The result of that is a grounded realism to the film that counters the flashy rap performances and lavish parties. The opening scenes of Straight Outta Compton depict a dark and violent place. When we first meet Ice Cube, he's on a bus as a gang member threatens to shoot a teenager in the head. And when we're introduced to Eazy E, he's in the middle of a drug deal gone wrong, as the police are busting through the house with a tank. That's the world that we're thrust into right away. And even though the film becomes more and more outlandish as it goes on, there's an element of authenticity to it that makes it work.
The performances are incredibly authentic as well, with all three actors doing a terrific job of both channeling the men that they're playing and bringing an element of depth to their role. Dre, as portrayed by Corey Hawkins, is the center of the group, surrounding by the more explosive Cube and Eazy. Hawkins does a good job of making Dre feel like the most human of the group. O'Shea Jackson Jr. looks remarkably like his dad, and that similarity comes across in his performance in ways beyond appearance. He captures the anger, the frustration and ultimately, the tenderness of Ice Cube and it's a terrific portrayal overall.
If Hawkins's Dre is the center of group, then Eazy E is the volatile, whipsmart emotional core of the film. Jason Mitchell is brilliant as Eazy and he brings a lot to character. Eazy comes off as small, but mighty- of all the guys in the group, he'd be the quickest to get into a fight. He's the businessman and in the end, he's the guy that divides the group and brings it back together. Mitchell has a scene late in the film that is emotionally devastating, and his relationship with Jerry Heller, played by Paul Giamatti, is equally tragic. Heller was a father figure to Eazy, but he betrayed the group in many ways and his actions kickstart the second half of the film. Heller and Mitchell have a natural chemistry and it works during both the good and bad times.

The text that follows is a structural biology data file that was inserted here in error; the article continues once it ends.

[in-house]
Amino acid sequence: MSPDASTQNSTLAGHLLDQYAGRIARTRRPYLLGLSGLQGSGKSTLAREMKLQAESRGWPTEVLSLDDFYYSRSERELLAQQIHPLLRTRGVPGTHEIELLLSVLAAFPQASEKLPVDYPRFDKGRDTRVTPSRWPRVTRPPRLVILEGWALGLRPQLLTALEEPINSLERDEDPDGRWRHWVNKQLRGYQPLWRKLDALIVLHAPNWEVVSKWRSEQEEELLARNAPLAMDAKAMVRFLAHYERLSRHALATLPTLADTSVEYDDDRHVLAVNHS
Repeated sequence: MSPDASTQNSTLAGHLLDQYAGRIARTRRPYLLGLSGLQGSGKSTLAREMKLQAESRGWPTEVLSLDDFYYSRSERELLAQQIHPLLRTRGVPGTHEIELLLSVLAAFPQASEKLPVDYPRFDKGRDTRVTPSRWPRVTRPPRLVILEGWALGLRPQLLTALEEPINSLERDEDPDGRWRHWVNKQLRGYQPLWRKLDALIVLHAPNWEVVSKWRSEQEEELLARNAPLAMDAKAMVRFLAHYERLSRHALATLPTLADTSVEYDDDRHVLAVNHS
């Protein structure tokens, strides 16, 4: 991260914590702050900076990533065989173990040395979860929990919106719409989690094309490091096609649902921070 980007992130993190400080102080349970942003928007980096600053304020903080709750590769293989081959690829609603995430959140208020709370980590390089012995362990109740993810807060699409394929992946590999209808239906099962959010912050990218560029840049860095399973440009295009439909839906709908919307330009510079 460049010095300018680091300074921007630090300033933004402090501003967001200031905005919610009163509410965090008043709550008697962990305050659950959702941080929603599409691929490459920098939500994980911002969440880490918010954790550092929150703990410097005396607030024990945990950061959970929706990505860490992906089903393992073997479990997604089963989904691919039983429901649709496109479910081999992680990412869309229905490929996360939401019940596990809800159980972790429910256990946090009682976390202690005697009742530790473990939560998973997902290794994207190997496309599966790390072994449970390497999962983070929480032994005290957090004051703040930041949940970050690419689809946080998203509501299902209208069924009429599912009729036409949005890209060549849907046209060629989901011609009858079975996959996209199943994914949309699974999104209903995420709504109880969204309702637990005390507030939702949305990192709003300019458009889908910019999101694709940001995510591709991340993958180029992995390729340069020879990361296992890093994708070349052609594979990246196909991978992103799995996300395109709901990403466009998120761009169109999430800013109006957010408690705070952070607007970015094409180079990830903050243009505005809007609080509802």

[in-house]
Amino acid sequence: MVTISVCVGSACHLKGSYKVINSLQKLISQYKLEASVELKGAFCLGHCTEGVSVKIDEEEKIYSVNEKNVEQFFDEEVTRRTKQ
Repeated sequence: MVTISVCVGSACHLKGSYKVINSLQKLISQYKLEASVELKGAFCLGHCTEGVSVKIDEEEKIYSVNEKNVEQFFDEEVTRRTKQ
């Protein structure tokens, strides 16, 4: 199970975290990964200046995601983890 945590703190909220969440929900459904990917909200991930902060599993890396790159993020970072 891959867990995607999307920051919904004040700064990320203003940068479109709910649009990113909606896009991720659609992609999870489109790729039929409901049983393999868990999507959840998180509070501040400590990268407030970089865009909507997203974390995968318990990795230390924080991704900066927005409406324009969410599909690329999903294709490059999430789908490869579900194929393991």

If the film is a tad overlong, it's not because of a lack of interesting material. After N.W.A. crumbles (which happens about halfway through the film), Straight Outta Compton pushes on and focuses on the aftermath of that seminal album. Death Row Records, Suge Knight, Snoop Dogg, Tupac Shakur, Friday, L.A. Riots, Rodney King- we see all of this over the nine year span that the film covers and it's equal parts invigorating and daunting. The second half of the film gives us the chance to examine the importance of that tour and that album and how N.W.A. shaped the decade that followed, which makes for some truly compelling scenes.
The relevance of this story is also critical. While critics touted the way that 42 and Selma felt relevant to today's society, I didn't quite feel the same way. With Straight Outta Compton, I truly felt that there was a deliberate attempt to make this film feel not like a period piece, but a movie about today's issues. We're dealing with a world where police officers are looking worse and worse every week and protests are erupting across the country. N.W.A's messages have never felt more relevant than they have now. And even though the film's latter half deals mostly with the characters, the infighting and the rap world, there's a constant ripple effect of real-life events that is truly felt by the people on screen.
Straight Outta Compton combines great performances, fantastic music and a topical message for a firecracker of a film that is entertaining throughout. Some biopics and dramas delve deep into their subjects without much entertainment value or emotional reward in the end. Straight Outta Compton is a certifiable summer blockbuster and it's one that packs an emotional wallop. Succeeding on a character, atmospheric and sonic level, Straight Outta Compton is one of the most purely enjoyable biopics I've seen recently.
THE FINAL GRADE: A (9/10)
Image Credits: Forbes, Hollywood Reporter, Variety, Indiewire, Joblo